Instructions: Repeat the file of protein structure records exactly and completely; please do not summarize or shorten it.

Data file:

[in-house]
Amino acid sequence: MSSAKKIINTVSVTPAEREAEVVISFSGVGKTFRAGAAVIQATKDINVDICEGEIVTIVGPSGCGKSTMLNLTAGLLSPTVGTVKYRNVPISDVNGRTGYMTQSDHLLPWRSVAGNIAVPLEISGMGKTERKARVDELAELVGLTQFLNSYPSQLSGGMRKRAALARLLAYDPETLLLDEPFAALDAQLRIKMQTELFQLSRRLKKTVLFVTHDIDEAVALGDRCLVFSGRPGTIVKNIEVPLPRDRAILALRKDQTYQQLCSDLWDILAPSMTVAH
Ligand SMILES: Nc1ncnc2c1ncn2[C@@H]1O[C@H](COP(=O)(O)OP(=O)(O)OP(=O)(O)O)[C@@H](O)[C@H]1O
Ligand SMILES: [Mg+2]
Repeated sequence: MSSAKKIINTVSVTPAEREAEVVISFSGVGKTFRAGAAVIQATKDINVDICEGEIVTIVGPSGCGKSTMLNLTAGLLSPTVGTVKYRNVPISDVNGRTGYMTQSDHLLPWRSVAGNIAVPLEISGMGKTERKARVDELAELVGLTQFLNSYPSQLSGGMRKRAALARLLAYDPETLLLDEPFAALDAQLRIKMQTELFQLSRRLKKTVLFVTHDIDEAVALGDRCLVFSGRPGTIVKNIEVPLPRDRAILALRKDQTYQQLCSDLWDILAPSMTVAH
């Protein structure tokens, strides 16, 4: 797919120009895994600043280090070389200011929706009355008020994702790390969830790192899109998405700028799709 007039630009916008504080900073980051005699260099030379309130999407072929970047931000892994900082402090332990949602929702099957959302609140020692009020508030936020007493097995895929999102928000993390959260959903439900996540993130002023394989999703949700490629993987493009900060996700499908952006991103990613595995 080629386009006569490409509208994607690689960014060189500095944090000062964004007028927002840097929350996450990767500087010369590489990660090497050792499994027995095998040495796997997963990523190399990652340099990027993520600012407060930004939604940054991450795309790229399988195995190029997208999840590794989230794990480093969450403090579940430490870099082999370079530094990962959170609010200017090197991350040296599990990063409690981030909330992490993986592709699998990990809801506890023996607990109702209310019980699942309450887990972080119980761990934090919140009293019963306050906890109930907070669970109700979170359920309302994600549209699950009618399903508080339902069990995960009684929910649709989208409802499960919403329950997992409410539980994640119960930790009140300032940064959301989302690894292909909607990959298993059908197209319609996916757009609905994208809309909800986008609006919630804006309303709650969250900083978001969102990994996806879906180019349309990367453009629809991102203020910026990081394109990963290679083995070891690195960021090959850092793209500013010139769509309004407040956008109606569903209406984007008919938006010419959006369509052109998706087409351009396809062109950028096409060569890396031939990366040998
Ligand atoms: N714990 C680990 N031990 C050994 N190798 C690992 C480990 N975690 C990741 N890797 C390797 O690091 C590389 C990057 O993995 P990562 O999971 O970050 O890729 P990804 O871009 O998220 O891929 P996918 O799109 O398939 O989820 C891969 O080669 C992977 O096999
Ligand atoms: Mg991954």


[in-house]
Amino acid sequence: MSSAKKIINTVSVTPAEREAEVVISFSGVGKTFRAGAAVIQATKDINVDICEGEIVTIVGPSGCGKSTMLNLTAGLLSPTVGTVKYRNVPISDVNGRTGYMTQSDHLLPWRSVAGNIAVPLEISGMGKTERKARVDELAELVGLTQFLNSYPSQLSGGMRKRAALARLLAYDPETLLLDEPFAALDAQLRIKMQTELFQLSRRLKKTVLFVTHDIDEAVALGDRCLVFSGRPGTIVKNIEVPLPRDRAILALRKDQTYQQLCSDLWDILAPSMTVAH
Ligand SMILES: Nc1ncnc2c1ncn2[C@@H]1O[C@H](COP(=O)(O)OP(=O)(O)OP(=O)(O)O)[C@@H](O)[C@H]1O
Ligand SMILES: [Mg+2]
Repeated sequence: MSSAKKIINTVSVTPAEREAEVVISFSGVGKTFRAGAAVIQATKDINVDICEGEIVTIVGPSGCGKSTMLNLTAGLLSPTVGTVKYRNVPISDVNGRTGYMTQSDHLLPWRSVAGNIAVPLEISGMGKTERKARVDELAELVGLTQFLNSYPSQLSGGMRKRAALARLLAYDPETLLLDEPFAALDAQLRIKMQTELFQLSRRLKKTVLFVTHDIDEAVALGDRCLVFSGRPGTIVKNIEVPLPRDRAILALRKDQTYQQLCSDLWDILAPSMTVAH
């Protein structure tokens, strides 16, 4: 797919120009895994600043280090070389200011929706009355008020994702790390969830790192899109998405700028799709 007039630009916008504080900073980051005699260099030379309130999407072929970047931000892994900082402090332990949602929702099957959302609140020692009020508030936020007493097995895929999102928000993390959260959903439900996540993130002023394989999703949700490629993987493009900060996700499908952006991103990613595995 080629386009006569490409509208994607690689960014060189500095944090000062964004007028927002840097929350996450990767500087010369590489990660090497050792499994027995095998040495796997997963990523190399990652340099990027993520600012407060930004939604940054991450795309790229399988195995190029997208999840590794989230794990480093969450403090579940430490870099082999370079530094990962959170609010200017090197991350040296599990990063409690981030909330992490993986592709699998990990809801506890023996607990109702209310019980699942309450887990972080119980761990934090919140009293019963306050906890109930907070669970109700979170359920309302994600549209699950009618399903508080339902069990995960009684929910649709989208409802499960919403329950997992409410539980994640119960930790009140300032940064959301989302690894292909909607990959298993059908197209319609996916757009609905994208809309909800986008609006919630804006309303709650969250900083978001969102990994996806879906180019349309990367453009629809991102203020910026990081394109990963290679083995070891690195960021090959850092793209500013010139769509309004407040956008109606569903209406984007008919938006010419959006369509052109998706087409351009396809062109950028096409060569890396031939990366040998
Ligand atoms: N714990 C680990 N031990 C050994 N190798 C690992 C480990 N975690 C990741 N890797 C390797 O690091 C590389 C990057 O993995 P990562 O999971 O970050 O890729 P990804 O871009 O998220 O891929 P996918 O799109 O398939 O989820 C891969 O080669 C992977 O096999
Ligand atoms: Mg991954």